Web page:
Dr. Porter Becomes First in Pacific Northwest for 3,000 Procedures

Seattle surgeon first in the Pacific Northwest to complete record 3000 procedures with the da Vinci System robotic technology

Dr. James Porter of Swedish Medical Center among top five in nation, helps make non-invasive robotics a standard surgical treatment for prostate and kidney cancer.

January 31, 2017 (Seattle, Washington) – Dr. James Porter, a member of the Swedish Urology Group and the medical director for robotic surgery at Swedish Medical Center, today announced the completion of his 3000th da Vinci System surgery.

The da Vinci System is a state-of-the-art robotic-assisted surgical device that gives surgeons enhanced vision, precision and control. It provides a 3D view in high-definition, and surgeons work through a few small incisions with micro instruments that bend and rotate far greater than the human hand.

“Robotics requires a real commitment to technical analysis and data collection to track and learn from results,” says Dr. Porter. “Above all, the hallmark of a successful robotics practice is a team working together and consistently over time.”

He specializes primarily in prostate, kidney cancer procedures, and urinary constructive procedures.. The benefits over open surgery include a shorter hospital stay; reduced pain, less blood loss and decreased risk of infection; and a faster return to normal activities.

One of the most common treatments for prostate cancer involves the surgical removal of the prostate gland, known as radical prostatectomy. Traditional radical prostatectomy requires an 8-10-inch incision, commonly resulting in substantial blood loss, a lengthy and uncomfortable recovery, and the risk of impotence and incontinence.

“I had prostate cancer when I was 43 and chose robotic surgery to treat it,” said Dr. Porter. “The experience has made me a more empathetic and better surgeon.”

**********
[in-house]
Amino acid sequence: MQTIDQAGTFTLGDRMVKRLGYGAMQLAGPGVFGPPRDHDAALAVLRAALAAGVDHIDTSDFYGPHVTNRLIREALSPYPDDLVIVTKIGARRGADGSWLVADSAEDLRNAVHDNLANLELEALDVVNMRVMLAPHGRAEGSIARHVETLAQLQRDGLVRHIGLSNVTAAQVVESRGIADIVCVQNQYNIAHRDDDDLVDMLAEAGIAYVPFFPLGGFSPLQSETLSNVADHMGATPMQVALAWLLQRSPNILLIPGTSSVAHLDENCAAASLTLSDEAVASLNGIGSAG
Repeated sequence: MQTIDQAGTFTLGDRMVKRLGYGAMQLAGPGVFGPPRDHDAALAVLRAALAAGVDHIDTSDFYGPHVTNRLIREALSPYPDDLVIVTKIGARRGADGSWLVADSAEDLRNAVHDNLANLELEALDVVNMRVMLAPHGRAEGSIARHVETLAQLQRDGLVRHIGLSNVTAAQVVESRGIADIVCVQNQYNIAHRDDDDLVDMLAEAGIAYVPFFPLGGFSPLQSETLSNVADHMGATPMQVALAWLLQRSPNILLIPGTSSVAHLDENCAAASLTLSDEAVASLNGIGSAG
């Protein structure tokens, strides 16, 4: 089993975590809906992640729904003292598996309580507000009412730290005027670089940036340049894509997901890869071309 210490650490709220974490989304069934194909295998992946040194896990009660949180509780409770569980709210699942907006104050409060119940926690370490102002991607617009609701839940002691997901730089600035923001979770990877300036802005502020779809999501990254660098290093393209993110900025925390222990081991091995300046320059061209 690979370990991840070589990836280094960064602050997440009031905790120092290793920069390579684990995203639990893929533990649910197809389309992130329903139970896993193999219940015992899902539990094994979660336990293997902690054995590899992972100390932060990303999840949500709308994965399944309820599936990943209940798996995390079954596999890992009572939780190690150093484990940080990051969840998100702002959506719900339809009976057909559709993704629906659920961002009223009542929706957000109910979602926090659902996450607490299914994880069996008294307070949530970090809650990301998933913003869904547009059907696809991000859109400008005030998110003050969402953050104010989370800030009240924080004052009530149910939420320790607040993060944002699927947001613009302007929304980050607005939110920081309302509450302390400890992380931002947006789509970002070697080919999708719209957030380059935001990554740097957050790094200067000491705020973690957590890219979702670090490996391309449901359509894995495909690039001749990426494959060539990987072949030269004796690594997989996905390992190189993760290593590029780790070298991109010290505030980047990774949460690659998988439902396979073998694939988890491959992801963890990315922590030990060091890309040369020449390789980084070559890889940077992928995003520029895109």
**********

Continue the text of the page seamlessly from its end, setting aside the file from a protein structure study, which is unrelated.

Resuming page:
A passionate mentor, Dr. Porter actively teaches and promotes minimally invasive surgical techniques to the national and international urologic community. Similar to pilots preparing for the cockpit, robotics and simulation will become key components of how the next generation of surgeons are trained and will shorten the learning curve.

“I sought out Dr. Porter for his expertise in teaching others because someone that is highly skilled is sought out by his peers for knowledge transfer,” said Brian Tinsley, a recent patient. “Meeting with Dr. Porter face to face, his soft-spoken confidence is evident from the second you meet him and you know he’s going to give you his full attention to meet your needs.”

Even fellow robotic surgeons choose Dr. Porter. “My research on surgical approaches as well as my own experience with being a robotic gynecologic surgeon led me to Dr. Porter,” said Dr. John Lenihan, a recent patient. “It is clear to me from the data that the learning curve for becoming accomplished at this procedure is fairly lengthy and that the more surgeries a surgeon performs the better. Dr. Porter has done more than 3,000 procedures, so if anyone could get the optimal result from surgery, it would be him.”

Dr. Porter completed his residency in urology at the University of Washington in 1996. He received his laparoscopic training in Heilbronn, Germany. Dr. Porter is currently the medical director for robotic surgery at Swedish Medical Center in Seattle, where he also directs the Robotic and Laparoscopic Fellowship in Urology. In addition, e serves as Director of Robotics for Providence Health and Services. Before joining the Swedish Urology Group in 2005, Dr. Porter served as chief of urology at Harborview Medical Center and subsequently as head of laparoscopic and robotic surgery in the Department of Urology at the University of Washington Medical Center, where he has also directed the Laparoscopic Fellowship in Urology.